PISA-Based Test for Schools

Cymraeg | English

Report content

Throughout the report you will find:

Because your report will also include links giving one-click access to relevant OECD research, reports and additional resources (e.g. a video series showcasing educators and policymakers from around the world describing how they succeeded in improving student outcomes), your report will be provided online, in pdf format, via your NFER school portal page.

Your report will be confidential to your school and you can then choose with which other agencies and groups (if any) you wish to share it. These might include partner schools (especially if your school has chosen to participate as part of a network or federation), your local authority/education board or academy provider/other provider, governing body/ governing board/trustees, parents, students or other key stakeholders. NFER and OECD will have copies of each school’s report, but they will not publish these or make them available to other parties unless specific permission has been gained.  

Click on section titles to see a detailed explanation of each section:

Summary of your school’s results

This section will give a summary of the findings outlined in the remainder of your report. It will give your school’s overall scores along with descriptions of how they were derived, and outline how those scores compare with other schools in the UK. It will summarise how your school compares internationally for each subject. It will also indicate the percentage of your students at each of the six PISA proficiency levels.

Reader’s guide

In order to set the scene, this section of the report will guide you through the report’s contents, helping you to understand how PISA-Based Test for Schools differs from the main PISA studies. It will indicate the sources of the data and other information underlying the report, and will guide you through the key statistical concepts, terminology and conventions used in the report, including statistical significance, confidence intervals and standard error. It will also list key abbreviations used in the report and signpost further information about PISA.

Section 1 - Introduction: Understanding your school’s results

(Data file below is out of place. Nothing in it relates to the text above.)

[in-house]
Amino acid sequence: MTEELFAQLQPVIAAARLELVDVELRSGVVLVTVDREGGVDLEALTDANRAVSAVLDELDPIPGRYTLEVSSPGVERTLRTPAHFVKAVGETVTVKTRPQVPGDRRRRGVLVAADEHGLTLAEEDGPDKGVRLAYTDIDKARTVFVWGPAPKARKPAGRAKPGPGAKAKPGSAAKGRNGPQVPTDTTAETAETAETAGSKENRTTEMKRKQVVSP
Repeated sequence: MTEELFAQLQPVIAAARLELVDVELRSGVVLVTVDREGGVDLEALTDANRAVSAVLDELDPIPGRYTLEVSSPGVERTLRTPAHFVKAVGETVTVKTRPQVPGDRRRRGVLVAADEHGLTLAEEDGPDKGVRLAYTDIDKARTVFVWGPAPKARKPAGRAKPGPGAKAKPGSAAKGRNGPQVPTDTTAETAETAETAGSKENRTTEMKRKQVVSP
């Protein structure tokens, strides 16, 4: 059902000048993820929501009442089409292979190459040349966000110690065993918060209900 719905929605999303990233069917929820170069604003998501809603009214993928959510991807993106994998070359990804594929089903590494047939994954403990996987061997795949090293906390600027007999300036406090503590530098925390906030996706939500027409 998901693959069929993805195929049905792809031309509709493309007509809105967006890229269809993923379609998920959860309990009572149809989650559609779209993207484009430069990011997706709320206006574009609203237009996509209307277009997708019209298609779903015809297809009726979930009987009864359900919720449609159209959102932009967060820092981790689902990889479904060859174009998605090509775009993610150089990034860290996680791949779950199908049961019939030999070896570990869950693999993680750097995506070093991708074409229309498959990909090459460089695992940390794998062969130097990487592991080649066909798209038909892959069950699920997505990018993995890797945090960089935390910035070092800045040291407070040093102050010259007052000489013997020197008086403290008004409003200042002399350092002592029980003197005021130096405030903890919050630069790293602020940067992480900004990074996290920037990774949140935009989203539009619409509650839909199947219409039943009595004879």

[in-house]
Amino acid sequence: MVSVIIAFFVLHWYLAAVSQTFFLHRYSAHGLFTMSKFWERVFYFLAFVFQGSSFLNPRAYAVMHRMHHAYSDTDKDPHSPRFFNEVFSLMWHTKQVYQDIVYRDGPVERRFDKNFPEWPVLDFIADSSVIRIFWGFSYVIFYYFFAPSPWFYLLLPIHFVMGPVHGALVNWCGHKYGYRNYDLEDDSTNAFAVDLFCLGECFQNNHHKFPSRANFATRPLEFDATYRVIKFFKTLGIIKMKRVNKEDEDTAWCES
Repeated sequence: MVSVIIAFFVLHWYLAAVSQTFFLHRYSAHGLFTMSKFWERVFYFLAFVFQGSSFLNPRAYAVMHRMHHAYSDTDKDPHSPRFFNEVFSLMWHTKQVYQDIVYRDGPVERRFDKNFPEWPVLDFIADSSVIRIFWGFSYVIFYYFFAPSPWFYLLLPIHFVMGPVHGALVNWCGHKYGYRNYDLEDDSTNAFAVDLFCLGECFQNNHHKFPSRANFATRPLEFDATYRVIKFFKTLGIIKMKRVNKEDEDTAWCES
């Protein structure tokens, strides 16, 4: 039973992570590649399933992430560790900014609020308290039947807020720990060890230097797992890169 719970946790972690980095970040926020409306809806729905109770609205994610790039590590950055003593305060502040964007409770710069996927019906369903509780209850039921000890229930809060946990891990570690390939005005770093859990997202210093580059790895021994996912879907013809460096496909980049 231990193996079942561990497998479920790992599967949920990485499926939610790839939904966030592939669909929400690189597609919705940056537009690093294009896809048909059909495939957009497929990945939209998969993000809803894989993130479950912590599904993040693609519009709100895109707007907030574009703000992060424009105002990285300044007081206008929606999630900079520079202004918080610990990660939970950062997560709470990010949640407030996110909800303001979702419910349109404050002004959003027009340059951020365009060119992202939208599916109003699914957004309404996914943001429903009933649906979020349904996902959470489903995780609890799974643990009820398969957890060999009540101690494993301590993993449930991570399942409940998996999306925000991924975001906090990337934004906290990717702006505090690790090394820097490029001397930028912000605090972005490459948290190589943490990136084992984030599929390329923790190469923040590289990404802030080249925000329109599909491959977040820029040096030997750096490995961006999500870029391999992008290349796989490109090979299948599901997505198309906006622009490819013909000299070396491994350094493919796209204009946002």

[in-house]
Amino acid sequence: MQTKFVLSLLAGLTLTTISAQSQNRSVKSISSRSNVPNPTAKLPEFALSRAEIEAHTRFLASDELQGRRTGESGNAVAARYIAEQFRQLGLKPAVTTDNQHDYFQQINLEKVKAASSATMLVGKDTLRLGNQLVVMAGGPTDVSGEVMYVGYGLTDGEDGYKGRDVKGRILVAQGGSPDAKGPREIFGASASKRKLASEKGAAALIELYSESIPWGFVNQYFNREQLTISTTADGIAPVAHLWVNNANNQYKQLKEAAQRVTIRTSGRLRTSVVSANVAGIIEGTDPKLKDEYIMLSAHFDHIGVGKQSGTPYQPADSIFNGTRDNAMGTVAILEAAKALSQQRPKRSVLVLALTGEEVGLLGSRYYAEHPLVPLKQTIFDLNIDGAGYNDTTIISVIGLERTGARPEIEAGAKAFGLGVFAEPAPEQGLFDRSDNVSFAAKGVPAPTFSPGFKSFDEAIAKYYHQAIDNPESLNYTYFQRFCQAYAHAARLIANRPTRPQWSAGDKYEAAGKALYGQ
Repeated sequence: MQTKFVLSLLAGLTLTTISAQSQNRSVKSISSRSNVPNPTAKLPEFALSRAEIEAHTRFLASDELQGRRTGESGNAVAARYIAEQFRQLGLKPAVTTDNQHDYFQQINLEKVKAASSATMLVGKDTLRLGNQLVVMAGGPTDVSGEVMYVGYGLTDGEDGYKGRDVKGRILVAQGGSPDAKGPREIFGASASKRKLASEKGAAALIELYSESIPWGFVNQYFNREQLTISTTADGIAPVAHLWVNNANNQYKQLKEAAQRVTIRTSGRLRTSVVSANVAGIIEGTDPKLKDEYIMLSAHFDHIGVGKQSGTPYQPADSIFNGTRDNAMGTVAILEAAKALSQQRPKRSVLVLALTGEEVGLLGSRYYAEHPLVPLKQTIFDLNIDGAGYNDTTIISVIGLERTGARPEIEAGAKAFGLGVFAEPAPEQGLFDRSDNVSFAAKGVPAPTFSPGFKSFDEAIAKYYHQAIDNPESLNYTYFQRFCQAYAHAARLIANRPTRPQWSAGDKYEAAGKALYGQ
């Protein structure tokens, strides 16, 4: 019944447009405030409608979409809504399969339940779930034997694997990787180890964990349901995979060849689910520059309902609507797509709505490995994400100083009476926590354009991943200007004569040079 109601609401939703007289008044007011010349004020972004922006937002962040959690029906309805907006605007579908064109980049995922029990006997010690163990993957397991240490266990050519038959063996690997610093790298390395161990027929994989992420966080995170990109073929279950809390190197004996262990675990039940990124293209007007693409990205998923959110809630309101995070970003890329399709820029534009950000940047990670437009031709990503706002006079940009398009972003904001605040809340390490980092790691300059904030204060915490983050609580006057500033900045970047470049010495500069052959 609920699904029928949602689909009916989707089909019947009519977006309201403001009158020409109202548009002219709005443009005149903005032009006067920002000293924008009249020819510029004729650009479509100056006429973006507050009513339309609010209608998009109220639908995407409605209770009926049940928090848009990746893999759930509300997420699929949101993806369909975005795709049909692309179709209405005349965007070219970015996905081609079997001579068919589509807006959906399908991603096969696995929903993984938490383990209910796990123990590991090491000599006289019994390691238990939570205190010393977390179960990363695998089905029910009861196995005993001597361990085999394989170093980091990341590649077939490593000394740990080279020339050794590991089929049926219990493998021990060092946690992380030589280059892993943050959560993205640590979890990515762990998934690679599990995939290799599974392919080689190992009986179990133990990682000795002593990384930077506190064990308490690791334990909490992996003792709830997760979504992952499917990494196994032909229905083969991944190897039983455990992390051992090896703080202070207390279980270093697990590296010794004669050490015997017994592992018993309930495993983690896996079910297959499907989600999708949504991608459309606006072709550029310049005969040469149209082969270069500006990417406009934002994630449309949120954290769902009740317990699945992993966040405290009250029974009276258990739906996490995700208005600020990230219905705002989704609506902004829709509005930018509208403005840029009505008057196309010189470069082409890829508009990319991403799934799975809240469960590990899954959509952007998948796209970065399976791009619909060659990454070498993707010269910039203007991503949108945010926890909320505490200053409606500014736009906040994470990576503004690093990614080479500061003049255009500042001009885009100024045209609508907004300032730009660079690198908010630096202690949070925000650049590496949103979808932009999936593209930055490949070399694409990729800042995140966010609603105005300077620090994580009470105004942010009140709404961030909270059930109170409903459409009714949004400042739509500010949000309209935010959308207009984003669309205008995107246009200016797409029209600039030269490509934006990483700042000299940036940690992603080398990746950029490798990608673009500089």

This section sets the scene for the rest of your report. It will:

Section 2 - What students at your school know and can do in reading, mathematics and science

This section will provide an overview of your school’s performance in the PISA-Based Test for Schools and will compare this with headline findings nationally and internationally. More detail about the national and international contexts of your school’s outcomes will be given in later sections.

This section will describe what your students know and can do in each of the three assessment domains of reading, mathematics and science, focusing on the distribution of top- and low-performing students and on the kinds of tasks that students at different levels are able to do. The section will also show how your school performs compared with schools across your country. Background knowledge gleaned from relevant OECD studies will be provided, in order to set the findings in context. The performance of girls and boys in your school (if applicable) will also be compared, alongside consideration of how any differences compare with the national and international pictures.

As well as the overview of your students’ performance, this section will provide a more detailed breakdown of their performance against the six PISA proficiency levels, for each of the three assessed subjects: reading, mathematical literacy and scientific literacy. Contextual information based on related research will be included.

Section 3 - Student Engagement and the Learning Environment at Your School in an International Perspective

Overview: This section will be based on students’ responses to the contextual questionnaire that they completed during the assessment. It will describe your students’ perceptions of teacher-student relations at your school and the disciplinary climate in the classrooms, and your students’ reports of their attitudes towards learning. It will also describe how students’ reading habits and their awareness of effective learning strategies are related to their reading skills, and it will outline how confident and motivated your students are in learning mathematics and science compared with other students in your country. As will be the case throughout your report, outcomes will be aggregated: this promise of anonymity allows students to answer freely, ensuring the validity of the data collected.